32.  Consumers  - primary consumers  Phytoplankton and other single-celled primary producers are eaten by primary consumers.  Due to the large community of primary consumers on coral reefs, phytoplankton levels in coral reef waters can be 15-65% lower than in adjacent open ocean waters.  Benthic grazers and some coral species feed by filtering phytoplankton out of the water while other vertebrate and invertebrate grazers eat algae and seaweed; many species of parrotfish, surgeonfish and blennies have a diet that consists entirely of coralline, filamentous, and calciferous algae.
  33.  Secondary consumers  The animals in this trophic level feed on primary consumers and are consequently carnivorous. Secondary consumers in a reef ecosystem can be divided into four main groups: (1) zoo plankton feeders, (2) corallivores - organisms that feed on coral tissue, (3) feeders on other benthic invertebrates, and (4) piscivores - fish eaters.  Plankton feeders can be small sessile invertebrates like barnacles, corals like sun polyps (Tubastrea sp.) and gorgonians, small damselfish or 15-ton whale sharks.
  34.  Corallivores can be sub-divided into polyp eaters, coral scrapers, mucus feeders etc.  Many species of butterfly fish, damselfish specialize in eating coral polyps  Some common coral scrapers are specific species of triggerfish, parrotfish, blennies, puffers, and butterfly fish.  Some animals that feed on coral mucus are coral guard crabs and shrimps
  35.  Benthic invertebrates like mollusks, gastropods, worms, and crustaceans are eaten by many kinds of fish (e.g. goatfish, wrasses, triggerfish, etc.) and other larger invertebrates  Piscivores are carnivores that eat fish; many species of fish are piscivores as well as some mollusks and arthropods.
  36.  Tertiary (top) consumers  Tertiary consumers are large reef fish at the top of the food chain that eat many smaller fish. Some examples of top consumers in a coral reef ecosystem are sharks, barracudas, and moray eels. Marine mammals such as dolphins and seals, and sea birds, if present, are considered tertiary consumers, too.
  37.  Decomposers (and Detritivores)  Decomposers serve an extremely important function in all ecosystems; they break down dead biological matter and waste products and convert them into usable energy while returning important materials to the environment.  The main decomposers in coral reefs are bacteria; these bacteria play an integral part in the nitrogen cycle whereby ammonia (NH4) is converted into nitrite (NO2) by bacteria in the genus Nitrosomonas, after which nitrite is then converted into nitrate (NO3) by bacteria in the genus Nitrobacter.  The ultimate result is that levels of toxic wastes are kept very low and that waste products are converted into components that are available to producers in a readily- usable form.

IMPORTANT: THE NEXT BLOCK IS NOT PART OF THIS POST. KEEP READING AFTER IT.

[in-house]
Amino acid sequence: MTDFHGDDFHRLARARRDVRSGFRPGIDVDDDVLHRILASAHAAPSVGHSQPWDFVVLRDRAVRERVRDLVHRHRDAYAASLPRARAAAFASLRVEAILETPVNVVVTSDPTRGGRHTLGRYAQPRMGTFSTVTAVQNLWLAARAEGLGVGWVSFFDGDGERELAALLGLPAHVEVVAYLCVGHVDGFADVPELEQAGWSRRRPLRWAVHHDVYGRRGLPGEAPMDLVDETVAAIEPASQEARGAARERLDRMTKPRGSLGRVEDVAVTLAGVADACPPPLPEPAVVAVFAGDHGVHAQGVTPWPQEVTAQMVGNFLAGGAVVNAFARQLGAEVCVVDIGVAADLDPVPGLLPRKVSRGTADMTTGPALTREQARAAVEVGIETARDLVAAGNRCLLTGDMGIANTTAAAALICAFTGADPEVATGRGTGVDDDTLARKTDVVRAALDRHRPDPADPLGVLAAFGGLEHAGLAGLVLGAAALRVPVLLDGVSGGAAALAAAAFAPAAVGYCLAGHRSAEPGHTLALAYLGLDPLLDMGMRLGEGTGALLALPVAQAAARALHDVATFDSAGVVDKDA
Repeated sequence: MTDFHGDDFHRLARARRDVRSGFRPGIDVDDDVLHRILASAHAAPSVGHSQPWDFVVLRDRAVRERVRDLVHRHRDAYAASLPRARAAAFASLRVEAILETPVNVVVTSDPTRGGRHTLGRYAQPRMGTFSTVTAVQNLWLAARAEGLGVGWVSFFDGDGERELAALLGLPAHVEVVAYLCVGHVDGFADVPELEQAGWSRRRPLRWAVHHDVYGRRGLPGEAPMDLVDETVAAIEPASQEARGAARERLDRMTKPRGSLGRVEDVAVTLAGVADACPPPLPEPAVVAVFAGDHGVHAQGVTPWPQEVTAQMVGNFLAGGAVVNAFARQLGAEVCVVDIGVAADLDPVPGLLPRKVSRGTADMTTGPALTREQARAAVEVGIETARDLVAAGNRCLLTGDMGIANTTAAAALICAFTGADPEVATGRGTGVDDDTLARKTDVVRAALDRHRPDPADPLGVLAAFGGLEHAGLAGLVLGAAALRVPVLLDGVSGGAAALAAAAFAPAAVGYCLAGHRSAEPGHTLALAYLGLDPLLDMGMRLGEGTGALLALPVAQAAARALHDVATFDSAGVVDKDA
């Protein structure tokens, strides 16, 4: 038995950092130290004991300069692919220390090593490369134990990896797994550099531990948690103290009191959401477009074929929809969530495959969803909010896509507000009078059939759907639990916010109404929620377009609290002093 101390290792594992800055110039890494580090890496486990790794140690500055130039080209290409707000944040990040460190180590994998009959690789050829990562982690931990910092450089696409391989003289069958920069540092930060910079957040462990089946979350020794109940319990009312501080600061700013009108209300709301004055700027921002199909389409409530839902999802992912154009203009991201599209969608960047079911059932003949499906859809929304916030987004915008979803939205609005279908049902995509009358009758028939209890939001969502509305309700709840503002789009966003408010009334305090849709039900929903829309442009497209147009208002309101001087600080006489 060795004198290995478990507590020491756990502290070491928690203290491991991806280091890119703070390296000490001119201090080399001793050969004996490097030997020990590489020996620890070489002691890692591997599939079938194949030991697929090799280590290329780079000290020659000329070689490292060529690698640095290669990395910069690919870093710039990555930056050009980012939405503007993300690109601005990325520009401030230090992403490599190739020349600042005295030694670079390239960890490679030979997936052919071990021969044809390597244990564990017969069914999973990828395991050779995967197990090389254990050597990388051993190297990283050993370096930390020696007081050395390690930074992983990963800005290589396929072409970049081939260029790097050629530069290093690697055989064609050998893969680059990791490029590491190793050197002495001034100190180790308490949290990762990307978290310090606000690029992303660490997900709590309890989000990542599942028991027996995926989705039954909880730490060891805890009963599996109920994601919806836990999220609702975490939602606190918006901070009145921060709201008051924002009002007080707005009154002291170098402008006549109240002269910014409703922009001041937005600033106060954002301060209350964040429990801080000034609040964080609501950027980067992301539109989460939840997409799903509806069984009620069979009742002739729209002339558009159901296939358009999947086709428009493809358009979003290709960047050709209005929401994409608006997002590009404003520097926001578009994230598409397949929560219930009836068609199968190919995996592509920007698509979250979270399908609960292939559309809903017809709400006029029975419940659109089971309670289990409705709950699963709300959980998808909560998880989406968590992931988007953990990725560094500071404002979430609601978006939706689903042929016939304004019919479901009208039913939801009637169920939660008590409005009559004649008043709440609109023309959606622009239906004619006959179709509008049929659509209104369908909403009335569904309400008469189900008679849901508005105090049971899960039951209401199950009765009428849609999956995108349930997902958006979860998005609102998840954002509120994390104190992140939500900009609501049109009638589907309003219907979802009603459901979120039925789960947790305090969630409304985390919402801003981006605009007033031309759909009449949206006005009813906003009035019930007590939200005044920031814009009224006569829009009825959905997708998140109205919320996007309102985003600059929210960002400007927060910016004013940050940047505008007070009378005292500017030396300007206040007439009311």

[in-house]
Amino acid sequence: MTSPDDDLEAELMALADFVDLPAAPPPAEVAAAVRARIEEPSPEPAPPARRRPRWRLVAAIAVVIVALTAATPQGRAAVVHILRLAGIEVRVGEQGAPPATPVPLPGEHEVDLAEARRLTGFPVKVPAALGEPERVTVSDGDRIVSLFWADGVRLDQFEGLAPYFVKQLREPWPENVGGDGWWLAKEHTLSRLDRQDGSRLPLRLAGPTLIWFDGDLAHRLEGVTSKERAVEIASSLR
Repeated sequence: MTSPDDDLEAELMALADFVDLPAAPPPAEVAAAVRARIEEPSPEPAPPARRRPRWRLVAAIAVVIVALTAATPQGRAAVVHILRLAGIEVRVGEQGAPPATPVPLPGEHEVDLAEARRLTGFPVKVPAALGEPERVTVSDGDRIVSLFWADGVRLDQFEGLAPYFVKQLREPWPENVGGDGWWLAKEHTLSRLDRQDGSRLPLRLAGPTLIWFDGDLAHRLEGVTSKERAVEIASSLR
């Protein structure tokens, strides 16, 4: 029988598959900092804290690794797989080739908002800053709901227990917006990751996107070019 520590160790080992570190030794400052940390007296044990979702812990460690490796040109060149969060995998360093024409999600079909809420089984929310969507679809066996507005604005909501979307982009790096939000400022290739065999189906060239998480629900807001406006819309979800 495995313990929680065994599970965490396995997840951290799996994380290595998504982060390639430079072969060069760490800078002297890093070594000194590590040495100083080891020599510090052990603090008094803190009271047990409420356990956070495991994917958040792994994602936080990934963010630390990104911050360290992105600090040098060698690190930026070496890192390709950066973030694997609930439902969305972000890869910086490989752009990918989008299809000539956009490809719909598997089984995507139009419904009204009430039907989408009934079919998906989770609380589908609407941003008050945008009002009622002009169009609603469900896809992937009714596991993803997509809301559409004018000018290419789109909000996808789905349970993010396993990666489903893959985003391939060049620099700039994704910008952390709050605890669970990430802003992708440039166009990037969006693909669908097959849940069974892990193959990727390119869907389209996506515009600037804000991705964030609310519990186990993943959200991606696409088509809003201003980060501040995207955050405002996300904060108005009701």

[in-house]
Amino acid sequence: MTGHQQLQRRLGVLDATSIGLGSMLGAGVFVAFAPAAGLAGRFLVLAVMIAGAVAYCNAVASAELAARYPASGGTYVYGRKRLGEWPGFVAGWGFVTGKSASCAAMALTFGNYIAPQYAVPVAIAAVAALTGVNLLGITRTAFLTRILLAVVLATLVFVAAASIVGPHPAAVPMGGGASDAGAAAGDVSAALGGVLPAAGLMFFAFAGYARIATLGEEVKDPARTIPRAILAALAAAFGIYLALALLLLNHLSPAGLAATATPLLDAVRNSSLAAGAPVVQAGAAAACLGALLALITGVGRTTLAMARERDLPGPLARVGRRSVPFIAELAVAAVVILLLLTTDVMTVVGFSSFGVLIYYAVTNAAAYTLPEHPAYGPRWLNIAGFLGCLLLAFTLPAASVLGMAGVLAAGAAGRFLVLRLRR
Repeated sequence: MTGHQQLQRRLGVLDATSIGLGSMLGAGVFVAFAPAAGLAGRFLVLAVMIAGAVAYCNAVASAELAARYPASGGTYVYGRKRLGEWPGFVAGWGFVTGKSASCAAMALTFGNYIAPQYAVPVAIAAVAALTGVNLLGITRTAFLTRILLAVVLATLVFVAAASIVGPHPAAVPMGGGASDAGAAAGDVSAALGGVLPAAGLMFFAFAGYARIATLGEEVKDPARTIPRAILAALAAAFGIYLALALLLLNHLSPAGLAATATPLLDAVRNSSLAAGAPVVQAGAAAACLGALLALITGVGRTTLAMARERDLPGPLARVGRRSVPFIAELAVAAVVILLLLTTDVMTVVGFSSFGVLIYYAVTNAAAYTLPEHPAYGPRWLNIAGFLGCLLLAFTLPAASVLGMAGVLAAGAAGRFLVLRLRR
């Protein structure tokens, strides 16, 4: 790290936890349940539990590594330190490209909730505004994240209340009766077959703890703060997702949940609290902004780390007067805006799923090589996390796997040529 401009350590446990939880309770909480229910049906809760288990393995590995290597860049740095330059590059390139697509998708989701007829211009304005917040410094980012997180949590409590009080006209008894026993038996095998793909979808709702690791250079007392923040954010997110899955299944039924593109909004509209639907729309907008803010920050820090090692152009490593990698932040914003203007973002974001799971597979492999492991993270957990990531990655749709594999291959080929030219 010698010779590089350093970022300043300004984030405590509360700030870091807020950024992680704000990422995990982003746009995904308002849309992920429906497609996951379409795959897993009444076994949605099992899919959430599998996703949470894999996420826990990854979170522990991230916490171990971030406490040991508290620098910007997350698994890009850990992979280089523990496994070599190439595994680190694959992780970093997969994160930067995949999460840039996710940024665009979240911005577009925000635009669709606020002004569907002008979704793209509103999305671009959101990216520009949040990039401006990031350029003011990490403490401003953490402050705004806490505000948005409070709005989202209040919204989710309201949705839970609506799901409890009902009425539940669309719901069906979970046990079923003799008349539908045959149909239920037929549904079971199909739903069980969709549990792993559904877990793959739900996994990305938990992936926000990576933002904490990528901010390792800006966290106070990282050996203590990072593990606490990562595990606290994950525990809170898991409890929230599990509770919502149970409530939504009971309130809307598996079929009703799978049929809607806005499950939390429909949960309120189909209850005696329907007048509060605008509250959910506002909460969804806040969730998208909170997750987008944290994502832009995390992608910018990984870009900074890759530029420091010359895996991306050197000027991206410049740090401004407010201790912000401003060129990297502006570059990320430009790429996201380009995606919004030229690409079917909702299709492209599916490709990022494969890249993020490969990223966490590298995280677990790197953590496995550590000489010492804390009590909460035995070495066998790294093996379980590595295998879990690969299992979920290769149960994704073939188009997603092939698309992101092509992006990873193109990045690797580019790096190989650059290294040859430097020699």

38.  Coral reefs are complex ecosystems that require a balanced trophic structure to function properly and efficiently.  Imbalances can occur in this intricate trophic cascade from the top down or the bottom up. For an example of bottom-up effects, nutrient- rich agricultural run-off can cause a massive increase in primary productivity (e.g. algal blooms), the effects of which often cannot be buffered by consumers fast enough to prevent a coral reef ecosystem from collapsing.
  40. PRODUCTIVITY OF CORAL REEFS  The symbiotic arrangement between the algae and corals results in nutrients being tightly recycled with in coral reefs. This internal nutrient cycling is of primary importance in maintaining the productivity of the reef  The gross primary productivity ranges from about 1500 to 5000 g.C/m2/year, values much higher than those of open tropical Oceans
  41. INTERNAL NUTRIENT RECYCLING How can such rich community grow when the surrounding sea is unproductive?
  42. IMPORTANCE OF CORAL REEFS Protection from coastal erosion Very high diversity = ecological stability Source of important natural chemicals being researched as cures for cancer, arthritis, human infections, viruses, etc Reef fisheries Tourism
  43. THREATS TO CORAL REEFS  There are two types of threats to coral reefs, anthropogenic and natural  Destructive and non-sustainable fishery practices  Coral bleaching – socio economic impacts, reef based tourism and fisheries  Coral mining – construction, lime industry, ornamental purposes  Pollution – agriculture, coastal development  Sedimentation - deforestation
  44. CORAL BLEACHING Coral bleaching occurs when symbiotic zooxanthellae algae is removed or expelled Associated with high water temperatures
  45.  Diseases – Black band, white band and red band diseases were observed in corals especially in shallow areas  In addition to the direct human interferences, global climate change poses serious threat – increase in temperature, and a possible increase in the incidence of storms
  46.  Reefs are subjected to physical-erosion and bio- erosion  Physical erosion – intense wave action, currents, tropical storms  Bio erosion  Removal of large no. of animals from reefs may alter the ecology  Sea urchins graze up on the coral frame work ( fish, molluscs are over fished)
  47.  Crown of thorns star fish – Acanthaster planci ( triton snail) Destruction of Great Barrier Reef  Others  As building material – Maldive islands  For ornamental purposes  Destructive fishing methods – dynamite, sodium cyanide  Anchoring – Reefs of Florida
  48.  Walking over the reef during low tide  Mangrove deforestation – Gulf of Kutch